kaitybadlato

UVa | A R C H 2013

Thermally Active Surfaces

In our reading, “Thermally Active Surfaces: Physiology and Thermodynamics,” Moe asks the simple question: “Why do we heat and cool buildings with air?”  This question really got me thinking.  Only in the last century have we installed HVAC systems into our buildings.  For thousands of years, people relied on the thermal mass of materials, the orientation to the sun and the site in order to create different microclimates.  I believe that we should look back at this concept and reconnect with the site and the materials we use.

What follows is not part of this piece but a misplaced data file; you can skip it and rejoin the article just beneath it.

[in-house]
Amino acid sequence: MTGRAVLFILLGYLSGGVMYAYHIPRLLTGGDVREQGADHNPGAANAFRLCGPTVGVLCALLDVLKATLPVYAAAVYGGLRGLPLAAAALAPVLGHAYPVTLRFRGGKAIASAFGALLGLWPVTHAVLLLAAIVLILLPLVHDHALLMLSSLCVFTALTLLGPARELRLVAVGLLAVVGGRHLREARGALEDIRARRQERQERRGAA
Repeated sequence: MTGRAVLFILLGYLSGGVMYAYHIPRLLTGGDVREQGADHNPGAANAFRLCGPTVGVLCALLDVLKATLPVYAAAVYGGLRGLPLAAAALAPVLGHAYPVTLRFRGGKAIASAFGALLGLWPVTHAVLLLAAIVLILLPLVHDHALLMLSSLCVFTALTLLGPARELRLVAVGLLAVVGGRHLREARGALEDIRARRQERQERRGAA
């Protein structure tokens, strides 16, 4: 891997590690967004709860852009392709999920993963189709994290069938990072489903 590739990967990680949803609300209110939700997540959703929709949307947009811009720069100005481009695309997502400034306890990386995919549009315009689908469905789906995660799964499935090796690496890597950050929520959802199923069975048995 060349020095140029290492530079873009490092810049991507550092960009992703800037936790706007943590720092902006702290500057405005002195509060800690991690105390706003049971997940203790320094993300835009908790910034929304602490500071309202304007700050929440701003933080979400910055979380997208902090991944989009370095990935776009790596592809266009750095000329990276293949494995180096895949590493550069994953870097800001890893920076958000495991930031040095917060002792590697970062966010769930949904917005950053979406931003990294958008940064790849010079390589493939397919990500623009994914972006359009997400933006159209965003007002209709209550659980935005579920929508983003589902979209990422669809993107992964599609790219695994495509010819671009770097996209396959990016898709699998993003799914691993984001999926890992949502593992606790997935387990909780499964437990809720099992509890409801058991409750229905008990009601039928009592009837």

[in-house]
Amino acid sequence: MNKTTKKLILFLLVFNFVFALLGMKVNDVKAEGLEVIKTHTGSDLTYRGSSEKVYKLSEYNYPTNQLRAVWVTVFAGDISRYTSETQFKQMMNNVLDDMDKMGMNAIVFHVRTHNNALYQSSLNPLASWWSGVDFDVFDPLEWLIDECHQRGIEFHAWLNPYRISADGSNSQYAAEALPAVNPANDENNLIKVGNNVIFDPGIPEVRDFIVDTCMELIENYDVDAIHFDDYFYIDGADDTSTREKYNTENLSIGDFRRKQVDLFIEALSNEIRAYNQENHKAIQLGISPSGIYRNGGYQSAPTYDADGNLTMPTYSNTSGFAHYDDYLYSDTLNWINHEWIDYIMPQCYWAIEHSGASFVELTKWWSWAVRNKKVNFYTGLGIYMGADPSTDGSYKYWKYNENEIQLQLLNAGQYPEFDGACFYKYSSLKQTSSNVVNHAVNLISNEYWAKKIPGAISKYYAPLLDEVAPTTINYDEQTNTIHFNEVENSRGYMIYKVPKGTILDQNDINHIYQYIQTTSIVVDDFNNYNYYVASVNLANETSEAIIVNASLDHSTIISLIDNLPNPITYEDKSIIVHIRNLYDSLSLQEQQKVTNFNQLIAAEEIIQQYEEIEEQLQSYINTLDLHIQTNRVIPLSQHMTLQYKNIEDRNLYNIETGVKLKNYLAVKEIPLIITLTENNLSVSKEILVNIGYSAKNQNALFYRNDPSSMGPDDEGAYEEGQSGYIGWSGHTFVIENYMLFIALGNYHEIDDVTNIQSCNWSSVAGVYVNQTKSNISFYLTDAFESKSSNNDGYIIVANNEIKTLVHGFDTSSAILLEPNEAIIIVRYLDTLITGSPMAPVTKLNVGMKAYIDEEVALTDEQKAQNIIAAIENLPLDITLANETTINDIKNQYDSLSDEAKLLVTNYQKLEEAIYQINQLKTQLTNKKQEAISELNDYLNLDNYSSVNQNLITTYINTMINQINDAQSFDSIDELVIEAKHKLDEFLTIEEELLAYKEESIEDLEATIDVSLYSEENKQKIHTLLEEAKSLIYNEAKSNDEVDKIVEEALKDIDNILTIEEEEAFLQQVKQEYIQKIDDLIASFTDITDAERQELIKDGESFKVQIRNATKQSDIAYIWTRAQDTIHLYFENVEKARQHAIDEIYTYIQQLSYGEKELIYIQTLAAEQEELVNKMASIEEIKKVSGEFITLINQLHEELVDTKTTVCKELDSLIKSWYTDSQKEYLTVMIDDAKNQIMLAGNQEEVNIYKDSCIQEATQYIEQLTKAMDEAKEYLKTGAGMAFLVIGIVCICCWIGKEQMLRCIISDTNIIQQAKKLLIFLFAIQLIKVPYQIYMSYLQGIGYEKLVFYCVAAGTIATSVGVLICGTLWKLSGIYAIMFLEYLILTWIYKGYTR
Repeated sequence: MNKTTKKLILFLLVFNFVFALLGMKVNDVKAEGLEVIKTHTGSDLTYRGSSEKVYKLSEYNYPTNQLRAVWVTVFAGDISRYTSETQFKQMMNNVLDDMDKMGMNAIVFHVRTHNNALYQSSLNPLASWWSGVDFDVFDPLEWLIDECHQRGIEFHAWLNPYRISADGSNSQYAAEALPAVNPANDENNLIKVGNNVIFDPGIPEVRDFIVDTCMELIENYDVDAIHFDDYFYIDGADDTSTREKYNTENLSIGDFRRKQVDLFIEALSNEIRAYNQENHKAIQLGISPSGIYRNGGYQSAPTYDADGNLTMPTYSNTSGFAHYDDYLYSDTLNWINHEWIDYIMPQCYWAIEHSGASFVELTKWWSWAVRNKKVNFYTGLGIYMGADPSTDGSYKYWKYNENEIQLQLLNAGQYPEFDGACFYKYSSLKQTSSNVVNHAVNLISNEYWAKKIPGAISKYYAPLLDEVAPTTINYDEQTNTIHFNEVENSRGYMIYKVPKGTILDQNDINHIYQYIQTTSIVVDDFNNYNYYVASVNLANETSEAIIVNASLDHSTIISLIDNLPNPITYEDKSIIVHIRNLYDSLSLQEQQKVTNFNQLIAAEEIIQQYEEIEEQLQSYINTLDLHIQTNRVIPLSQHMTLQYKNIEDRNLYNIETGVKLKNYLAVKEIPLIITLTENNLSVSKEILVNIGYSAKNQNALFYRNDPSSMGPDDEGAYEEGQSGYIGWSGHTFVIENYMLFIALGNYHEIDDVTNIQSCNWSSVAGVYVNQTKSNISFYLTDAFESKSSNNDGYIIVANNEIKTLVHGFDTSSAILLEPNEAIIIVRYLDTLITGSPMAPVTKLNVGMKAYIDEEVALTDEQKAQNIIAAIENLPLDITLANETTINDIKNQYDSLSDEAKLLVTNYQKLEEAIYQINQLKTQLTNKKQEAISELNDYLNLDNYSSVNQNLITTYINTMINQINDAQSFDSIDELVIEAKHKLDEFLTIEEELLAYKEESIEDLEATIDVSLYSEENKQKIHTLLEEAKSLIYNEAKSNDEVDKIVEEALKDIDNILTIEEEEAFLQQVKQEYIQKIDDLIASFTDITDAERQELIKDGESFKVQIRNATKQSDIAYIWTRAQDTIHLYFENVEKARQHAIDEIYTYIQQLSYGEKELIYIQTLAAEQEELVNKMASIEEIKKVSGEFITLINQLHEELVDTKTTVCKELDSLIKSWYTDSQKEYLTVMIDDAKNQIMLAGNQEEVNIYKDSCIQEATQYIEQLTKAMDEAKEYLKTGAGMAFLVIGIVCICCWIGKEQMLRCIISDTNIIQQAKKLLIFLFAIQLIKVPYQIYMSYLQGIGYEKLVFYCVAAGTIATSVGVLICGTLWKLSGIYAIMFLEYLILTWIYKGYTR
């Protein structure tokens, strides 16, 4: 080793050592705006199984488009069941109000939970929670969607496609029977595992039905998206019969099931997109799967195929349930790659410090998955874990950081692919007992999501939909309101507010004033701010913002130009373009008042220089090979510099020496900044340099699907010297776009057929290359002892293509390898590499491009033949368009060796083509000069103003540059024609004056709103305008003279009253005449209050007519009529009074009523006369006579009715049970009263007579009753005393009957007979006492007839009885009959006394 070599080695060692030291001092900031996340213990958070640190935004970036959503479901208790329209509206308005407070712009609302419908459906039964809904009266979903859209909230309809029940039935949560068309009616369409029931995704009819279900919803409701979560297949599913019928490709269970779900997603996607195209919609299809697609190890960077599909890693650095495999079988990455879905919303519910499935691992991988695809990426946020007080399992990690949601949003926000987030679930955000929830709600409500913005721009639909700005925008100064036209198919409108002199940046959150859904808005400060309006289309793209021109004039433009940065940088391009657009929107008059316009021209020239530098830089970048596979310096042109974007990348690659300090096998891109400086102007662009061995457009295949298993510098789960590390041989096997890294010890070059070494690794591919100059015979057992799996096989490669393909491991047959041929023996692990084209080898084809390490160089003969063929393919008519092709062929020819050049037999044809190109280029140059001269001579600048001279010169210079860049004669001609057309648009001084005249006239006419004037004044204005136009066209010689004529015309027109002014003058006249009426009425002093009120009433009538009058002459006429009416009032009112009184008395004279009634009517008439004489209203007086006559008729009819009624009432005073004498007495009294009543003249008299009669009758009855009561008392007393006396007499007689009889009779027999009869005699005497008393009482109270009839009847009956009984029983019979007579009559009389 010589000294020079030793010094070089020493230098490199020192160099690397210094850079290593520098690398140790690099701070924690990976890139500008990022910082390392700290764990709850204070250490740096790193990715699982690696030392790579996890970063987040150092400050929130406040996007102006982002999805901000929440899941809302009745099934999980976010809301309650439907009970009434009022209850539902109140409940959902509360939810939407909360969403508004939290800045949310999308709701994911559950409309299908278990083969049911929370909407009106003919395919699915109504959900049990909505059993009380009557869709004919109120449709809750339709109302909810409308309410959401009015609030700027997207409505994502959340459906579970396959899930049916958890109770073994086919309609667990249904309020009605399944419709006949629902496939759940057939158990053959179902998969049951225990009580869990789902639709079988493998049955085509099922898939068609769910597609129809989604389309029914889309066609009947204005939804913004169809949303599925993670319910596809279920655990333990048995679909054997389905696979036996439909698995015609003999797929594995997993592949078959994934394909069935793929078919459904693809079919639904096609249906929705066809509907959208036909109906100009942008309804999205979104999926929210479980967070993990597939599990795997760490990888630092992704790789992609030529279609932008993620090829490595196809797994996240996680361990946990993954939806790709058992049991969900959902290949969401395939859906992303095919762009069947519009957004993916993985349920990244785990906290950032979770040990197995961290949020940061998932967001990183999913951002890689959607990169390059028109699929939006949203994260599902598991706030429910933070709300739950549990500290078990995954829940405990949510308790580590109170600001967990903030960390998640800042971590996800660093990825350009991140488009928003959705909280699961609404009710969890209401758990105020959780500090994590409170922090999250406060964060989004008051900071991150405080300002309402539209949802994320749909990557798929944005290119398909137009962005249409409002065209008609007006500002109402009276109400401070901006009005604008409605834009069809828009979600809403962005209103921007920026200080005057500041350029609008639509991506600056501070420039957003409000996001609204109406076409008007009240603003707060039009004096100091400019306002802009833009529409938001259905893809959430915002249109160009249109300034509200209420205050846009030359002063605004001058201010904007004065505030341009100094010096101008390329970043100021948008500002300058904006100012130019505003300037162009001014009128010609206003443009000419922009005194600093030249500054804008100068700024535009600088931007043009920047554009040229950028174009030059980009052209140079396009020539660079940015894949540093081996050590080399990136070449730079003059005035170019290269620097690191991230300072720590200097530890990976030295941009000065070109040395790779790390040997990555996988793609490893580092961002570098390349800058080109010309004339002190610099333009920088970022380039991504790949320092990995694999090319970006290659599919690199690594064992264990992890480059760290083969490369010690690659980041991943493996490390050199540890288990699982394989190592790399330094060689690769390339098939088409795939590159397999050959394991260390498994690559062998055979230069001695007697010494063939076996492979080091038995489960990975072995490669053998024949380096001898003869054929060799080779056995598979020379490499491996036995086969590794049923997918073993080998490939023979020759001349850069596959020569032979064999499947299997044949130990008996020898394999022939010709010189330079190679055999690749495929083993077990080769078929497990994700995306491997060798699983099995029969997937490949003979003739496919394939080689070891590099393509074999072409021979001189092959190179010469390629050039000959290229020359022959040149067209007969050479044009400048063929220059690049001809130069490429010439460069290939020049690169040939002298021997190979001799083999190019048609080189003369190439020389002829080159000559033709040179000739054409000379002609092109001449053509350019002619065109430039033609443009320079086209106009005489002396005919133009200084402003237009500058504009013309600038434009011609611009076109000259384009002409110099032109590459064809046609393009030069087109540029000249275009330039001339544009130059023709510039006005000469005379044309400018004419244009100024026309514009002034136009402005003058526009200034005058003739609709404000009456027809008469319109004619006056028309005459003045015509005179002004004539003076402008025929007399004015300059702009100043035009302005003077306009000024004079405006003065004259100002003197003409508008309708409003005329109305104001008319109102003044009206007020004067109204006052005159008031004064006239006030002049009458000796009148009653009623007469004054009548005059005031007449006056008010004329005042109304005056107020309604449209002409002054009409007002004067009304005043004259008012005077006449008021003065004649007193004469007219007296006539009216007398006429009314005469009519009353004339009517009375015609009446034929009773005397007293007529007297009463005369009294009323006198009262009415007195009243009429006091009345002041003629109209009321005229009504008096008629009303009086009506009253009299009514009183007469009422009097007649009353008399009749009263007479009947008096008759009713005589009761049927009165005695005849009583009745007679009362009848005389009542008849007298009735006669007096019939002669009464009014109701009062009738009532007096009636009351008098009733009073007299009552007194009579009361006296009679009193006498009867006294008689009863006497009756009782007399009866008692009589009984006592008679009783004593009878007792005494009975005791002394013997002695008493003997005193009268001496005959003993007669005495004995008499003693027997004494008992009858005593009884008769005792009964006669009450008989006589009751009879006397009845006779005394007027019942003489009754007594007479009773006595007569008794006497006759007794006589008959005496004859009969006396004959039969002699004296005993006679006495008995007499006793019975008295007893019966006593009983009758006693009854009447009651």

“Thermally active surface systems are inherently integrated solutions because the structure, enclosure, and human comfort systems are the same system.  This saves not only energy for heating and cooling loads but design, coordination, organization, and labor energy in building production.”  Integrating thermally active surface systems puts the focus towards the architectural systems, rather than the technical ones.  It fosters the importance of creating a system as a total entity with relationships between “body, program, technology, material, and form.”  I think looking at these sustainable ideas is not only energy efficient, but it also creates a sustainable relationship between the structure and the surrounding, making it something meaningful that will remain for years to come.

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